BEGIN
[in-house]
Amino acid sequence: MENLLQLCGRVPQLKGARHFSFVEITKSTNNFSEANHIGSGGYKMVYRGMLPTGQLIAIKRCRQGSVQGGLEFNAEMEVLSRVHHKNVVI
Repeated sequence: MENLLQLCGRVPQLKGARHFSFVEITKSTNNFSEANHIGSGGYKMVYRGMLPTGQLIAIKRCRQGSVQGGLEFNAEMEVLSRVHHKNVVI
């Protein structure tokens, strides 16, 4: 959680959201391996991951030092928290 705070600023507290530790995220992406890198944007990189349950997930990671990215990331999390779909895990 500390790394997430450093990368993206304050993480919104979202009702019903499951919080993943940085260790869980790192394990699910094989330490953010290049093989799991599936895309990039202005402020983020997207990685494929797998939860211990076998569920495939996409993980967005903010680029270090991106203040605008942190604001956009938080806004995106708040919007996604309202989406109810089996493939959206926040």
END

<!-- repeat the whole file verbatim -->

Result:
[in-house]
Amino acid sequence: MENLLQLCGRVPQLKGARHFSFVEITKSTNNFSEANHIGSGGYKMVYRGMLPTGQLIAIKRCRQGSVQGGLEFNAEMEVLSRVHHKNVVI
Repeated sequence: MENLLQLCGRVPQLKGARHFSFVEITKSTNNFSEANHIGSGGYKMVYRGMLPTGQLIAIKRCRQGSVQGGLEFNAEMEVLSRVHHKNVVI
């Protein structure tokens, strides 16, 4: 959680959201391996991951030092928290 705070600023507290530790995220992406890198944007990189349950997930990671990215990331999390779909895990 500390790394997430450093990368993206304050993480919104979202009702019903499951919080993943940085260790869980790192394990699910094989330490953010290049093989799991599936895309990039202005402020983020997207990685494929797998939860211990076998569920495939996409993980967005903010680029270090991106203040605008942190604001956009938080806004995106708040919007996604309202989406109810089996493939959206926040």